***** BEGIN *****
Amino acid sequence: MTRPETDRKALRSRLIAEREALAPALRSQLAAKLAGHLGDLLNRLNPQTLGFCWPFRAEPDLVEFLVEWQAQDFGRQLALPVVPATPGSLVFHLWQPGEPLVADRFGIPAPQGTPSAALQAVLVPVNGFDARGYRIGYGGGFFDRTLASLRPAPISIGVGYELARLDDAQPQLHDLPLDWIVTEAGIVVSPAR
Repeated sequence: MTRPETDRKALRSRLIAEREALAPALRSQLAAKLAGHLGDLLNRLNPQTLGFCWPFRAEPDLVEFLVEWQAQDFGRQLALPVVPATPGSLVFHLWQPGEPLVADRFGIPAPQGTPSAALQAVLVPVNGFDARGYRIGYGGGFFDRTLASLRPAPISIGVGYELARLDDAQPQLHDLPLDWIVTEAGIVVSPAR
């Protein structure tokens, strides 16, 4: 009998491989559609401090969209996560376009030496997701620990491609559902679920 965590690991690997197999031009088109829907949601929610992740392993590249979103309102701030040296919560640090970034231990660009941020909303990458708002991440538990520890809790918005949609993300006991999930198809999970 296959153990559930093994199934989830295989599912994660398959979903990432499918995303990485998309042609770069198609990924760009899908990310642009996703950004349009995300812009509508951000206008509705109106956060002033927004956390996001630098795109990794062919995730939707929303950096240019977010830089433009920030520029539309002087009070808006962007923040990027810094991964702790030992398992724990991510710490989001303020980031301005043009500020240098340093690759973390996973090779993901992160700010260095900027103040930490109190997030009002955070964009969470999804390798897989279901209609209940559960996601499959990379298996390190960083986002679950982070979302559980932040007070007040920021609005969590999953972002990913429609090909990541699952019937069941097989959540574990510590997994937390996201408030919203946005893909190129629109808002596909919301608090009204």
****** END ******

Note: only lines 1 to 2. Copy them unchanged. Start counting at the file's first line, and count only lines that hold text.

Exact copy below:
Amino acid sequence: MTRPETDRKALRSRLIAEREALAPALRSQLAAKLAGHLGDLLNRLNPQTLGFCWPFRAEPDLVEFLVEWQAQDFGRQLALPVVPATPGSLVFHLWQPGEPLVADRFGIPAPQGTPSAALQAVLVPVNGFDARGYRIGYGGGFFDRTLASLRPAPISIGVGYELARLDDAQPQLHDLPLDWIVTEAGIVVSPAR
Repeated sequence: MTRPETDRKALRSRLIAEREALAPALRSQLAAKLAGHLGDLLNRLNPQTLGFCWPFRAEPDLVEFLVEWQAQDFGRQLALPVVPATPGSLVFHLWQPGEPLVADRFGIPAPQGTPSAALQAVLVPVNGFDARGYRIGYGGGFFDRTLASLRPAPISIGVGYELARLDDAQPQLHDLPLDWIVTEAGIVVSPAR